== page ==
Many other states follow statutory strict liability laws, which mean the dog’s owner does not have to be aware the dog was dangerous, nor does he have to commit some kind of negligent act when handling the dog in order to be held liable for damages. Unfortunately, Texas does not follow this theory of liability.
If the dog has not previously attacked another person prior to your attack, a dog owner in Texas can instead be held liable for injuries under theories of:
- Premises liability,
- Violation of a municipal law or ordinance, such as a leash law,
- Intentional acts involving the dog, or
- Failure of the owner to stop the attack after it began.
Back to top
Proving a Houston Dog Bite Claim for Negligence
If you were injured from the attack or bite of a dangerous dog, the owner will be held liable, or obligated to pay for any of your damages as a result of the attack if they knew the of the dog’s dangerous propensities. However, if they did not know the dog was dangerous, they may still be liable or your injuries and medical bills under the general theory of negligence.
Your attorney will have to prove the elements of a negligence claim by a preponderance of the evidence. A preponderance of the evidence is a burden of proof at trial that means the evidence has to slightly weigh more in your favor in order for you to win your lawsuit. This is generally a low burden of proof, and much easier to prove than the criminal burden of “beyond a reasonable doubt.”
Your attorney must also prove the following four elements in order to win a negligence claim for your dog bite injuries:
- Duty – Your attorney must be able to prove the dog’s owner owed you some duty. This duty can include if the owner had a duty to keep their dog on a leash or in a fenced area, or to keep their dog from roaming the streets.
- Breach – Your attorney must also prove the dog’s owner breached this duty by failing to do something or refraining from doing something. For example, failing to keep a dog on a leash when the owner had the duty to do so is a breach.
- Causation – Your attorney must also prove the dog owner’s conduct was the actual and proximate cause of your injuries.
- Damages – Your attorney must prove you suffered some form of compensable injury due to the dog owner’s negligence.
Back to top
Houston Dog Bite Damages
Chapter 41 of the Texas Civil Practice and Remedies Code states the forms of damages an individual that has sustained a dog bite injury may be entitled to recover:
- Compensatory Damages – Compensatory damages compensate the injured party for both economic and non-economic damages, but not exemplary damages.
- Economic Damages – Economic damages compensate the injured party for any actual loss or financial loss they may have suffered.
- Non-Economic Damages – Non-economic damages compensate the injured party for any non-financial loss they may have suffered, including, but not limited to:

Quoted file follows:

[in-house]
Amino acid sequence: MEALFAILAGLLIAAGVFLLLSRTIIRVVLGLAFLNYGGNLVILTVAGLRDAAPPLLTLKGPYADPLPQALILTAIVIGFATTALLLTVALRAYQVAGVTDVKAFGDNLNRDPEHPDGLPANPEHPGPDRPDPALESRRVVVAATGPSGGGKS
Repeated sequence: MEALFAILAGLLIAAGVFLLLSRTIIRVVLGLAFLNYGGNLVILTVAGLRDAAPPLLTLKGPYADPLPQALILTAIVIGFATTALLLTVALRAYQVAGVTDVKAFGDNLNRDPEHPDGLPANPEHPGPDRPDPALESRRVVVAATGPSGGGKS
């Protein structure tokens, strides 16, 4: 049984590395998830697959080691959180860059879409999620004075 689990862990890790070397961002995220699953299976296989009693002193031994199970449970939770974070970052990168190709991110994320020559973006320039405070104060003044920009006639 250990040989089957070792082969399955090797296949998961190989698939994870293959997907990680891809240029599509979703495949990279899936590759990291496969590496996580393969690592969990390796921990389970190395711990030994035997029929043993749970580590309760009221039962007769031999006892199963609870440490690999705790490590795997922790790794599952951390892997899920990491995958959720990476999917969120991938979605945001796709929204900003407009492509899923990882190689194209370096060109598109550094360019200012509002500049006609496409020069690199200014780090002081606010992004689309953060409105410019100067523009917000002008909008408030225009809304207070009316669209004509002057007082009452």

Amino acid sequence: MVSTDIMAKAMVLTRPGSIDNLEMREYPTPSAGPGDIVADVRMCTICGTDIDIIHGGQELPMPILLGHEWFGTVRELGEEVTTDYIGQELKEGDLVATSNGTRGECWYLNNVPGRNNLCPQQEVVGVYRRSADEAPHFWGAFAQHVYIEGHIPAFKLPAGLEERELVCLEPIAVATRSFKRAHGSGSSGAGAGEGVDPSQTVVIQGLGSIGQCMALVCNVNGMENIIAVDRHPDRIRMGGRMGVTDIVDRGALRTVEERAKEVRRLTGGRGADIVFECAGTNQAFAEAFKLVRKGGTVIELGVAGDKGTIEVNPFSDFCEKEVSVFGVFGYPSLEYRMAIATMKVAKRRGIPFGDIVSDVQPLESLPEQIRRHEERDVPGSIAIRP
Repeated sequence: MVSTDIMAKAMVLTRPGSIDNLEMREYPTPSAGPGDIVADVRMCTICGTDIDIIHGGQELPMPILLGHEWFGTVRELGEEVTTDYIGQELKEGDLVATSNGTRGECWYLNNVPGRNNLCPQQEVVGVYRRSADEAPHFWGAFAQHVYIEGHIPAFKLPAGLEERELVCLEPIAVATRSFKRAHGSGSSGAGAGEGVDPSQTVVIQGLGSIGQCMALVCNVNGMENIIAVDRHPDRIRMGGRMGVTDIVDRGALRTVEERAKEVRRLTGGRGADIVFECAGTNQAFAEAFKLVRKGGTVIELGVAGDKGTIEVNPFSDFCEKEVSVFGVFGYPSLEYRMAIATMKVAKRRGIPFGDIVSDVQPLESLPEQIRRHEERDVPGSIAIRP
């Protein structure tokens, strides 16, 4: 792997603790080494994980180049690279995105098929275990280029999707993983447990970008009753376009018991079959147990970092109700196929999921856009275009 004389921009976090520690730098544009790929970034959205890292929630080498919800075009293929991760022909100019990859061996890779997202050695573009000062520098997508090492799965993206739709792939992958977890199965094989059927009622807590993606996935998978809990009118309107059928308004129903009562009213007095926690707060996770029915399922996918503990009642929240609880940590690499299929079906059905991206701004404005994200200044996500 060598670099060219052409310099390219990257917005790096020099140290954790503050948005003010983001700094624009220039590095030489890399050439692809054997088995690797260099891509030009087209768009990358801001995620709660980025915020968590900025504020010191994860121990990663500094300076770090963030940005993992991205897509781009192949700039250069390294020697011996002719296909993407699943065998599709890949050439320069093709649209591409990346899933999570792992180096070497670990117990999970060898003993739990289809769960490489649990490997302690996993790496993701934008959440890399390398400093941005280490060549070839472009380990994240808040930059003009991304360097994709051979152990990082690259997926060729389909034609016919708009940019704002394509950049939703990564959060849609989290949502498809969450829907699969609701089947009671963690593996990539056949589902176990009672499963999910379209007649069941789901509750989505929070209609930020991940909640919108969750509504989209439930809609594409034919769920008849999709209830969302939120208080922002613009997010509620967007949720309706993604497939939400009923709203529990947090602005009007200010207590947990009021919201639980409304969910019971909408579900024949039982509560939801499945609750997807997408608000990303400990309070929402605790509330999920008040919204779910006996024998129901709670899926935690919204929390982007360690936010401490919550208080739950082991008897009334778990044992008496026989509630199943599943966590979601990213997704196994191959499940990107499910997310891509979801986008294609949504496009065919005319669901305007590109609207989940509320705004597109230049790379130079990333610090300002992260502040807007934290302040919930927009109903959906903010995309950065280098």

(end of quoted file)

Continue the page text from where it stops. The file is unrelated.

- Physical pain and suffering,
- Physical impairment,
- Mental or emotional pain and suffering,
- Loss of enjoyment of life,
- Loss of consortium,
- Loss of companionship and society,
- Disfigurement and/or
- Exemplary Damages – Exemplary damages punish the negligent party because they acted in such a grossly negligent manner when causing the injured party’s injuries. These damages are commonly known as punitive or punishment damages. In order to receive these damages, the injured party’s attorney must show the negligent party acted maliciously by intentionally causing the injury or because they knew their conduct could create an extreme risk of serious injury but consciously disregarded that risk.
It is important to know that if you provoked the dog, assumed the risk of being near a dangerous dog or played with a dangerous dog, or trespassed on another person’s property that had a dangerous dog, you could be barred from recovering damages for your injuries.
Back to top
Ben Bronston & Associates, Attorneys at Law | Dog Bite Attorney in Houston
Contact Ben Bronston & Associates, Attorneys at Law today for a consultation about your dog bite claim in Harris County, including the cities of Houston, Baytown, Humble, Katy, Pasadena, Seabrook, Spring, Sugar Land, Tomball and Webster. Ben Bronston is an aggressive Houston personal injury lawyer who will make every effort to fight for the damages you deserve for the injuries you sustained from a dog bite. Contact Ben Bronston & Associates, Attorneys at Law at 713-CALL-BEN or (713) 225-5236 for a consultation about your dog bite injuries in Houston. To reach the Louisiana office for a consultation about your dog bite claim in Louisiana, contact (504) 799-0771.